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CHAPTER XXXV. MAN PROPOSES.
Ten days had passed, and during those ten days Gwen had met both Hiram and Colin on two or three occasions. Each time she saw them together she was careful to talk a great deal more with the young American than with his English companion. At last, one Sunday afternoon, both the young men 'had gone out to the Villa Panormi with Audouin, for a cup of afternoon tea in the garden; and after tea was over, they had stolen away in pairs down the long alleys of oranges, and among the broken statues and tazzas filled with flowers upon the mouldering balustraded Italian terraces. 'Come with me, Mr. Winthrop,' Gwen cried gaily to Hiram (with a side glance at Colin once more to see how he took it). 'I want to show you such a lovely spot for one of your pretty little watercolour sketches—a bower of clematis, with such great prickly pears and aloes for the foreground, that I'm sure you'll fall in love with the whole picture the moment you see it.'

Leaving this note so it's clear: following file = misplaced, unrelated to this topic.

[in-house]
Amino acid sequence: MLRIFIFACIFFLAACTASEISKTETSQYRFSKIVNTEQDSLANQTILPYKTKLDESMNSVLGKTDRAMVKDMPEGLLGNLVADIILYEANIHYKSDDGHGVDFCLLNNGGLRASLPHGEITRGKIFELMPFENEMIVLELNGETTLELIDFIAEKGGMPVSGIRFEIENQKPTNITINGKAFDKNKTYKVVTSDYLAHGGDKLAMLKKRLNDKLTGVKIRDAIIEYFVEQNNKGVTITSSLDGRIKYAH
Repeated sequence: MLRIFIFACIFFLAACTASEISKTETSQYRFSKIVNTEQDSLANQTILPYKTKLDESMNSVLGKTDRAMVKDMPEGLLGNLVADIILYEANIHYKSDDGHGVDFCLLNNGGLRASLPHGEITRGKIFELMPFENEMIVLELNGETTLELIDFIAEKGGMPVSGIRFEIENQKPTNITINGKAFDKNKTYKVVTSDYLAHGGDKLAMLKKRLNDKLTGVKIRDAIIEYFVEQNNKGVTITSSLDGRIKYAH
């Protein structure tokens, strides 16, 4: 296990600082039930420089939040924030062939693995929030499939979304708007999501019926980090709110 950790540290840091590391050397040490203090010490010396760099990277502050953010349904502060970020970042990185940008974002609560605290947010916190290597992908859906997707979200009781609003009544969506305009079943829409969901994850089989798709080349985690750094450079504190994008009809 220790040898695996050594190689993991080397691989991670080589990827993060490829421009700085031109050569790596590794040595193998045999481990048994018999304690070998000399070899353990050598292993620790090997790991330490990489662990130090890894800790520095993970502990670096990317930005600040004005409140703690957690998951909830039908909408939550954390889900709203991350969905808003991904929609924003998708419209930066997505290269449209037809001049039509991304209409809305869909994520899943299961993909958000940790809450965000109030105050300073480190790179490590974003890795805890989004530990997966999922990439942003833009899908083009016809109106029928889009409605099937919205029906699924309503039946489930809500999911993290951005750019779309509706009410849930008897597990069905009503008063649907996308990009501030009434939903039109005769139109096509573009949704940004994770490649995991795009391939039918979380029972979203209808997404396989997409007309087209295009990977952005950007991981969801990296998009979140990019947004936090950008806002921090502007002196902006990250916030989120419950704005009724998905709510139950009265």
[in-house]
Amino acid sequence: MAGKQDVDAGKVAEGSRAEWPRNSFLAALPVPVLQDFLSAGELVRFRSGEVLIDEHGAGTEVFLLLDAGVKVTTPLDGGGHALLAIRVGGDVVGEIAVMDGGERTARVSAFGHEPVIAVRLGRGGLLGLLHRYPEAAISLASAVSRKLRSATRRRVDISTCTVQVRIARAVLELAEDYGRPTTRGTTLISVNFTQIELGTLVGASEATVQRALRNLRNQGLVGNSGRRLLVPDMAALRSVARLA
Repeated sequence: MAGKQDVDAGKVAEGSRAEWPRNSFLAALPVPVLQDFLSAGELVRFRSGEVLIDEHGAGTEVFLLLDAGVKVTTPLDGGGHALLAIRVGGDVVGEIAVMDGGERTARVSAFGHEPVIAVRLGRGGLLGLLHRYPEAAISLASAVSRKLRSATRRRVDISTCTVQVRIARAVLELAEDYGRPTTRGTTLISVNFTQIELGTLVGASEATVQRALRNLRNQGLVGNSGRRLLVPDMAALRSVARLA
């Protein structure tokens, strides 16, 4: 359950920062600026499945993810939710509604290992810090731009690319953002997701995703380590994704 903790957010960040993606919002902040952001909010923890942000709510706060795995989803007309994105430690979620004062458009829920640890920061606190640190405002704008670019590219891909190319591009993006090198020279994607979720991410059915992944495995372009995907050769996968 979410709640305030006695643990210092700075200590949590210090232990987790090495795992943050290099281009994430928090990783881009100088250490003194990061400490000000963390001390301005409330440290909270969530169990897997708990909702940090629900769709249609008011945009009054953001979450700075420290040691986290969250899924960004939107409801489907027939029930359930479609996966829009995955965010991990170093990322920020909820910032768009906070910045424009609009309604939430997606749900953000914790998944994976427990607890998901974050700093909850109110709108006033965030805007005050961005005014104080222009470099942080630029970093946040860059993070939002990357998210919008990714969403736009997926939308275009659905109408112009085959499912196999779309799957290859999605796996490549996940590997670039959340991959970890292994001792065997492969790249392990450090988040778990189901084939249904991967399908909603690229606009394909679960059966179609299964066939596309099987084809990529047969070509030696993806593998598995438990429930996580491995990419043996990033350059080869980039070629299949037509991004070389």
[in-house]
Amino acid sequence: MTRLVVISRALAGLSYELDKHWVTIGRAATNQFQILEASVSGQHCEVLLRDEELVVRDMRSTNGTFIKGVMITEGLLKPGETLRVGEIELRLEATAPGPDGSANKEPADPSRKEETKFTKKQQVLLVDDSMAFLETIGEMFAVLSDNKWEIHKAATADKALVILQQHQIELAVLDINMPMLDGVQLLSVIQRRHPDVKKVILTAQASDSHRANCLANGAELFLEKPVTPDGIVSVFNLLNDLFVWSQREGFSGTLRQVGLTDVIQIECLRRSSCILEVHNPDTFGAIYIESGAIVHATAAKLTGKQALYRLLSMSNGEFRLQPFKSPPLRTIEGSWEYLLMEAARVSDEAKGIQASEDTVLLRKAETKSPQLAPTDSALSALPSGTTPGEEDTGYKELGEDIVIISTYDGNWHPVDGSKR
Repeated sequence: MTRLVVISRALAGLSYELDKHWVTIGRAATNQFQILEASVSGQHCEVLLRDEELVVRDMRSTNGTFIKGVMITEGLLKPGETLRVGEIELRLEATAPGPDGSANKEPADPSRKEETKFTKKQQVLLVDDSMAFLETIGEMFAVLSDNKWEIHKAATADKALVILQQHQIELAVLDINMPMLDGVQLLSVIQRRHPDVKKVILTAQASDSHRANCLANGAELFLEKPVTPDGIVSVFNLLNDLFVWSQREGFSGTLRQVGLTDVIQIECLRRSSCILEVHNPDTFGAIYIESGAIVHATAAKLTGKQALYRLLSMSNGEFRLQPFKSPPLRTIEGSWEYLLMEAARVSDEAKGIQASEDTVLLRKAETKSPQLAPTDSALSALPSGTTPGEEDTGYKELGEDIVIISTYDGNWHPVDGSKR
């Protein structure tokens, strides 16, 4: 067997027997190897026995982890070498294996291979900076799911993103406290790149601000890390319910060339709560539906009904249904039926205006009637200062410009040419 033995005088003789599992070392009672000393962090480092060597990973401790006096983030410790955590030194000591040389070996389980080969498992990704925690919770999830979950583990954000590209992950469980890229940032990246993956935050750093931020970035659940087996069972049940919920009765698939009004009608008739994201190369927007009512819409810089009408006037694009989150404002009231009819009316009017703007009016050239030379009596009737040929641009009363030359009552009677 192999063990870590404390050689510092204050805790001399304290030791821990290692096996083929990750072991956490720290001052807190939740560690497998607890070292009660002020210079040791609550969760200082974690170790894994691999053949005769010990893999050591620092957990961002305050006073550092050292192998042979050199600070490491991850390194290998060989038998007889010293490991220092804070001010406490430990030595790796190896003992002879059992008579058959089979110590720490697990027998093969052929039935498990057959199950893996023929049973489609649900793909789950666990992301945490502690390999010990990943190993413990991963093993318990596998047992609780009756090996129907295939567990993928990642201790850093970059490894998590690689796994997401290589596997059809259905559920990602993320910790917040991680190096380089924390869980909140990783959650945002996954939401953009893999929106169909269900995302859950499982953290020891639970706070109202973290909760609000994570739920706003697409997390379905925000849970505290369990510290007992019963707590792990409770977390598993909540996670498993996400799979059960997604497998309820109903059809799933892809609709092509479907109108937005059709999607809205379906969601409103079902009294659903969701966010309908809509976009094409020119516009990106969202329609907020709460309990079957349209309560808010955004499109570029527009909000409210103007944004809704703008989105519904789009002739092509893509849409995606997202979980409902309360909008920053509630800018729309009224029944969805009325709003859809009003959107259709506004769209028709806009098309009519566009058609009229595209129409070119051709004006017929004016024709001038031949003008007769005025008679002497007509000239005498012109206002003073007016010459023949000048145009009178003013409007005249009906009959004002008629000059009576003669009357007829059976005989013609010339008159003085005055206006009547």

Hiram followed her gladly down to the arbour, a little corner at the bottom of the garden, rather English than Italian in its first conception, but thickly overgrown with tangled masses of sub-tropical vegetation. It's very pretty,' he said, 'certainly very pretty. Just the sort of thing that Mr. Audouin would absolutely revel in.'

'Shall I call him?' Gwen asked, going to the door of the arbour and looking about her carelessly. 'He must be somewhere or other hereabout.'

'Oh no, don't, Miss Russell,' Hiram answered hastily. 'He's having a long talk with Churchill about art, from what I overheard. Don't disturb them. Mr. Audouin has a wonderful taste in art, you know: I love to hear him talk about it in his own original pellucid fashion.'

'You're very fond of him, aren't you?' Gwen asked, looking at him with her big beautiful eyes. 'Is he any relation of yours?' 'Relation!' Hiram cried, 'oh dear no, Miss Bussell. But he's been so kind to me, so very kind to me! You can't imagine how much I owe to Mr. Audouin.'

He said it so earnestly, and seemed to want so much to talk about him, that Gwen sat down upon the stone seat in the little arbour and answered with womanly interest, 'Tell me all about it, then, Mr. Winthrop. I should like to hear how you came to pick up with him.'